2) Confidentiality – This means protection of the Personal Identifiable Information (PII) of the cardholders. This is done in two ways: first, by reviewing, but not retaining any application (breeder) documents and applicant data; and second, by protecting the facial image and other identity data. Maintaining photo images for facial recognition analysis is a key mechanism to combat fraud and abuse; but that data must remain protected and confidential to the extent permitted by law.
3) Sustainability – Successful, long-term municipal card programs must be low-cost and securely issued to remove fraud and abuse. The central issuance solution accomplishes these goals, by producing credentials in a secure card facility with the most technologically advanced equipment. On-site, over-the-counter (OTC) equipment is more prone to obsolescence, and requires onsite card inventories with their security challenges and potential for abuse. OTC solutions cannot match the heightened level and variety of security features available in a centrally-issued card. The latter enables cards to be mailed to individuals, to the city, or to an alternative address, such as a shelter. An added advantage in cases of potential fraud is removing the decision to issue a card from the city clerks.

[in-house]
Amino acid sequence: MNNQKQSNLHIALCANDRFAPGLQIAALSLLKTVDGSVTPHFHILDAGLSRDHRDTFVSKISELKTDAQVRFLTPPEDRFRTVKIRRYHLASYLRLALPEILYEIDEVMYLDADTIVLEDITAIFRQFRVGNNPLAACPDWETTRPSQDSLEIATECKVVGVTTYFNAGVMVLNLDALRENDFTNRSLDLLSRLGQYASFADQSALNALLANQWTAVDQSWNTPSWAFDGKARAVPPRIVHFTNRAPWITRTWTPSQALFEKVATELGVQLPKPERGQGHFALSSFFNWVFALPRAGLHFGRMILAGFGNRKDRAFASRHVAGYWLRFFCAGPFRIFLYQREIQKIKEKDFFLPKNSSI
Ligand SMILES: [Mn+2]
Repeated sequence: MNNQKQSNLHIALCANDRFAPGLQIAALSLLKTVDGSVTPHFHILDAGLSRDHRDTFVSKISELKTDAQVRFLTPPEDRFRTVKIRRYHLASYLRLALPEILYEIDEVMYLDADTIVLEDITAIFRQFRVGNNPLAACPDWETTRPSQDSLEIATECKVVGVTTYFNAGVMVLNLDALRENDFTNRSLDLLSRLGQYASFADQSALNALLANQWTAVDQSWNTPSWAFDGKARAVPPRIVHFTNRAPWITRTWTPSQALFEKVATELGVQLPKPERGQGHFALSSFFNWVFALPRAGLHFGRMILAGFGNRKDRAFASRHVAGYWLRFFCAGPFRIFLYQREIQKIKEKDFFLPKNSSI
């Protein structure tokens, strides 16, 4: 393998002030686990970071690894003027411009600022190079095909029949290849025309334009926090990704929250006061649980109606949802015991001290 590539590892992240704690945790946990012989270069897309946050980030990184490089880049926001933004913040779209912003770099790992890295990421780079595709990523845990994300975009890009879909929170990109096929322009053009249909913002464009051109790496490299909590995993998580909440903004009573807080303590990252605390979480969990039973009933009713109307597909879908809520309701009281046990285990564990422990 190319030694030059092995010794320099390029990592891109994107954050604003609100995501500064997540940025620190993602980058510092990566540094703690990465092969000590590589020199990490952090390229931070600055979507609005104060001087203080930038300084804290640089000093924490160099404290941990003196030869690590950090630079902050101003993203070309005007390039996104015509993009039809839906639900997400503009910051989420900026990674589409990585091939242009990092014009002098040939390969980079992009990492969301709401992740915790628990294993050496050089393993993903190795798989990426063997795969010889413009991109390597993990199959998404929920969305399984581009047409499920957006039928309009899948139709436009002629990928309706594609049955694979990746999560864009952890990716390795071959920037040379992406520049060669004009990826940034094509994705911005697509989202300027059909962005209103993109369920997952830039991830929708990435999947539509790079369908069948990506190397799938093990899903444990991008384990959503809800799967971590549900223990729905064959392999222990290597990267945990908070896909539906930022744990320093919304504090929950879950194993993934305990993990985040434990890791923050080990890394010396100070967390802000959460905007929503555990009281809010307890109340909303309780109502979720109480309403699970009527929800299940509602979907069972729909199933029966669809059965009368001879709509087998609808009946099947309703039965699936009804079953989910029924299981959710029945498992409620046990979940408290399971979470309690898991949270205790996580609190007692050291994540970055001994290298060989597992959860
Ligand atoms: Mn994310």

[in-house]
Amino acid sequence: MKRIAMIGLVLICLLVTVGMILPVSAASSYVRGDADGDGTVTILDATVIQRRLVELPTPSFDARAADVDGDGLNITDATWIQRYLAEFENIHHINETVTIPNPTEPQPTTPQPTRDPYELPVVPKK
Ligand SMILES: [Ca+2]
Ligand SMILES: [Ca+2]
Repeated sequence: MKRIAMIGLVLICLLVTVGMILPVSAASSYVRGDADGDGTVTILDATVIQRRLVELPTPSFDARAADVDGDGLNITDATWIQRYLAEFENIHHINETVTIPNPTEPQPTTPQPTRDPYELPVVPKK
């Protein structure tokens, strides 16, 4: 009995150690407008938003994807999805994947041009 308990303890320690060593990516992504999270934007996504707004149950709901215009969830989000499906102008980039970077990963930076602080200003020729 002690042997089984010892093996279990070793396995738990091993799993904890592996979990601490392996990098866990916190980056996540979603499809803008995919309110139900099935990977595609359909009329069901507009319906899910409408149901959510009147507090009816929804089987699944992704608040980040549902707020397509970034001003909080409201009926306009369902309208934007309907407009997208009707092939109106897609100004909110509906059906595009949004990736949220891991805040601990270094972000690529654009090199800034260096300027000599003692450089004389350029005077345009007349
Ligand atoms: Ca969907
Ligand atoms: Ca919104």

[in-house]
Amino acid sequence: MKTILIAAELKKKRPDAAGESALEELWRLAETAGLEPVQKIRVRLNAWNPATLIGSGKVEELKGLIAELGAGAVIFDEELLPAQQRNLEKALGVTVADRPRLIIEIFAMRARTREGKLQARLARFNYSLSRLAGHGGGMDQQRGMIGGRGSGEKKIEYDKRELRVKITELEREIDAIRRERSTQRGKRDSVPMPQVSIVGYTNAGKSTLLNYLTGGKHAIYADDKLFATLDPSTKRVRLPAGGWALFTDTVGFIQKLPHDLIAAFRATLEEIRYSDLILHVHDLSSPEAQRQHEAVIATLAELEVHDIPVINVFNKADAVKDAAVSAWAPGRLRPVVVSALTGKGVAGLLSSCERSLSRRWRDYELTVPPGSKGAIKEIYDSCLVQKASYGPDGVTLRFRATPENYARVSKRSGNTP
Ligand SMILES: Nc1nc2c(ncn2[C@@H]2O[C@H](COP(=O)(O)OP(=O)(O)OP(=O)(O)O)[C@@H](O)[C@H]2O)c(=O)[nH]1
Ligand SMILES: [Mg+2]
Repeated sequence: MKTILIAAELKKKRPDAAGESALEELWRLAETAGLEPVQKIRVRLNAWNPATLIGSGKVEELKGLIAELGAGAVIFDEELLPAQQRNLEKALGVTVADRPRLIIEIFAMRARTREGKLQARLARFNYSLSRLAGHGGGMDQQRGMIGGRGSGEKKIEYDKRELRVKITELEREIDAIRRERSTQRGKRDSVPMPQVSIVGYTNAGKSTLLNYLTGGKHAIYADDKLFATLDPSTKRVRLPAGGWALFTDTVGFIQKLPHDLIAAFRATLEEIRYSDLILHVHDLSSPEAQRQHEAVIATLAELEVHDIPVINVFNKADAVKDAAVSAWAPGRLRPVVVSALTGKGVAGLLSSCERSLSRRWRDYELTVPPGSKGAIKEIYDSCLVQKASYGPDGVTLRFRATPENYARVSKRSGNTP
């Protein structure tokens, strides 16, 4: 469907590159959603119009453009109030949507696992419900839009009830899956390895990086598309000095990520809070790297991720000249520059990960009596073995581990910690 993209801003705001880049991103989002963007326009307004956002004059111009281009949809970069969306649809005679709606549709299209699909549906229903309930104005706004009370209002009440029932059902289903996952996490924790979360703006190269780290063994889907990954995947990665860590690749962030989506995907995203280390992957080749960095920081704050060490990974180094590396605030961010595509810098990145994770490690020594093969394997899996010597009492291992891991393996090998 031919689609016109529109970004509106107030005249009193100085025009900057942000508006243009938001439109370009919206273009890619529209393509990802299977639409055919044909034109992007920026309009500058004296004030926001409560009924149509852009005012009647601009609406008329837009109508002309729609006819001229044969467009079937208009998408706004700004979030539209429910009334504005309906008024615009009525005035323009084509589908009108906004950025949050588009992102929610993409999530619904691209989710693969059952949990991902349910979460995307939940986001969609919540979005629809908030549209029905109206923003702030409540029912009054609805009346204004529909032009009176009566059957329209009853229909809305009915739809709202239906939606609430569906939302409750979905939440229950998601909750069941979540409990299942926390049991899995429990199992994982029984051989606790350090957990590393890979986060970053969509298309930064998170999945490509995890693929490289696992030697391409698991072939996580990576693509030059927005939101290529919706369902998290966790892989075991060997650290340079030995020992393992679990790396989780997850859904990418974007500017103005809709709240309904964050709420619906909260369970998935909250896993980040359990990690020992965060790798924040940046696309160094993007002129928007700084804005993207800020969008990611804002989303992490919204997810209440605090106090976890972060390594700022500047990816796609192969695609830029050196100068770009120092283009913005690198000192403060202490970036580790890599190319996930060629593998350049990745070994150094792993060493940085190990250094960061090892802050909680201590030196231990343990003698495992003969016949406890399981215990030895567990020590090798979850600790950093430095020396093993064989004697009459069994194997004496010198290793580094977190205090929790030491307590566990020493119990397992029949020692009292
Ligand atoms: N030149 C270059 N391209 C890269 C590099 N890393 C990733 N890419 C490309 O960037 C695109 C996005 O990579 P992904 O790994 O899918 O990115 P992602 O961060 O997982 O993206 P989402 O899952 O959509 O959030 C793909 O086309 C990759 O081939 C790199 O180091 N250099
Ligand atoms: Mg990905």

4) Networkability – The card utility increases as additional services are tied to it, such as use as a library card, transit, or access to community cultural venues and events, such as festivals, fairs, expos and other city-sponsored functions.
1. Develop the program as one’s official municipal card. This can be accomplished legislatively, or via an executive order giving the card a statutory framework and establishing the legitimacy of the credential. There are four key steps in developing the program: